Bailey is more than happy to use his ethnicity for political purposes. Moreover, the Tories were, and still are, quite happy to promote skin (sic) tokens in an effort to deflect criticism of the racists within their party. Indeed, it would be reasonable to argue that the Tory commitment to anti-racism is only skin-deep. In fact, racist Tory politicians are given a quick slap on the wrists and are welcomed back.

When the Tories say they’re tackling racism, don’t believe them. It’s all an illusion.

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Benefit cuts fuel abuse towards disabled people

Interesting story in The Guardian that chimes with my blog of 29/1/12.

The government’s focus on alleged fraud and overclaiming to justify cuts in disability benefits has caused an increase in resentment and abuse directed at disabled people, as they find themselves being labelled as scroungers, six of the country’s biggest disability groups have warned.

Some of the charities say they are now regularly contacted by people who have been taunted on the street about supposedly faking their disability and are concerned the climate of suspicion could spill over into violence or other hate crimes.

While the charities speaking out – ScopeMencapLeonard Cheshire Disability, the National Autistic SocietyRoyal National Institute for the Blind (RNIB), and Disability Alliance – say inflammatory media coverage has played a role in this, they primarily blame ministers and civil servants for repeatedly highlighting the supposed mass abuse of the disability benefits system, much of which is unfounded.

The same story is taken up by The Independent, which reminds us that,

Last April, employment minister Chris Grayling said the “vast majority” of new claimants for sickness benefits were in fact able to go back to work, after official figures showed three-quarters of applicants for employment and support allowance (ESA) failed to qualify for assistance.

Tom Madders, head of campaigns at the National Autistic Society, told the newspaper: “The Department for Work and Pensions is certainly guilty of helping to drive this media narrative around benefits, portraying those who received benefits as workshy scroungers or abusing a system that’s really easy to cheat.”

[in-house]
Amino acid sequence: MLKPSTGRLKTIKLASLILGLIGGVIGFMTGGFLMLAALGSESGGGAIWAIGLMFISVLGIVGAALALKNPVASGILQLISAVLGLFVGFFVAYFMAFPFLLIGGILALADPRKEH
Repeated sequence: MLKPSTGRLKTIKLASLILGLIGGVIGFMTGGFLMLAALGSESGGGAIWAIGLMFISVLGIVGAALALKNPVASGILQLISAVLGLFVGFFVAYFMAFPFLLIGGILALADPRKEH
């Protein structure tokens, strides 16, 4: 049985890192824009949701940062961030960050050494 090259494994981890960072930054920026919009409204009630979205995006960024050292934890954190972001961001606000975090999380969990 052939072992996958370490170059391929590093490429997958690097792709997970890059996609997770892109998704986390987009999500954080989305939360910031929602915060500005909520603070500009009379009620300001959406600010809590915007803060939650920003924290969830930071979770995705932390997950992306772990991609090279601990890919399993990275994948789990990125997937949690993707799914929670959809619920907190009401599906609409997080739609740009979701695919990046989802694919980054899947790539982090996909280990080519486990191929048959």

I think now would be an appropriate moment to recall how the Nazis saw the disabled.

I found this from the United States Holocaust Memorial Museum.

On August 18, 1939, the Reich Ministry of the Interior circulated a decree compelling all physicians, nurses, and midwives to report newborn infants and children under the age of three who showed signs of severe mental or physical disability. At first only infants and toddlers were incorporated in the effort, but eventually juveniles up to 17 years of age were also killed. Conservative estimates suggest that at least 5,000 physically and mentally disabled children were murdered through starvation or lethal overdose of medication.

The Nazis depicted the disabled as “drains” on the state. We are witnessing exactly the same thing in this country, only this time the The Sun and Daily Express-reading ignoramuses and pathologically tribalist bumpkins of Britain are carrying out violence and abuse on behalf of the state; the very same state that will induce their young to fight a future war with Iran. A war from which many will return physically disabled.

On this issue, there has been nothing but silence on the part of the government.  But given that certain Tories have a fetish for all things Nazi, it wouldn’t surprise me if many of them actually applauded this abuse in private.  If they don’t, then now would be the time to set the record straight.

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Doing a PhD without the benefit of daddy’s trust fund

I don’t come from a rich family. My roots are working class. I am the first in my family to go to university.  I was expected to follow in my father’s footsteps and enlist in the military. So after leaving school I performed a series of really crap jobs like working in a factory that made plastic bags and polyethylene film. But I always knew that I was never cut out for factory work or military service.  I was an artist…or an academic.

I never really intended to become a postgraduate student but once I’d finished my BA, I found myself craving study and writing. I self-funded my Masters with some money that I’d inherited. After my Masters, I decided that I wanted to do a PhD but didn’t have the funds to afford the fees. I was offered a bursary for fees by the University of East London but doing a doctorate without funding and without the benefit of daddy’s trust fund makes the task extremely difficult.  You can’t do a lot of the field work that you want to do and if you’ve been made redundant from a full-time job – as I have – you have no safety net.  So acquiring funding in order to complete my project is crucial.  The research bodies responsible for distributing funds to students like myself have been forced by this government to be even tighter with their funds thanks to the cuts in higher education funding. This has been compounded by the Tory-led government’s insistence that humanities and social science postgraduate students produce their knowledge within the narrow parameters of the ‘Big Society’. In other words, knowledge is now forced to genuflect before an ideological master.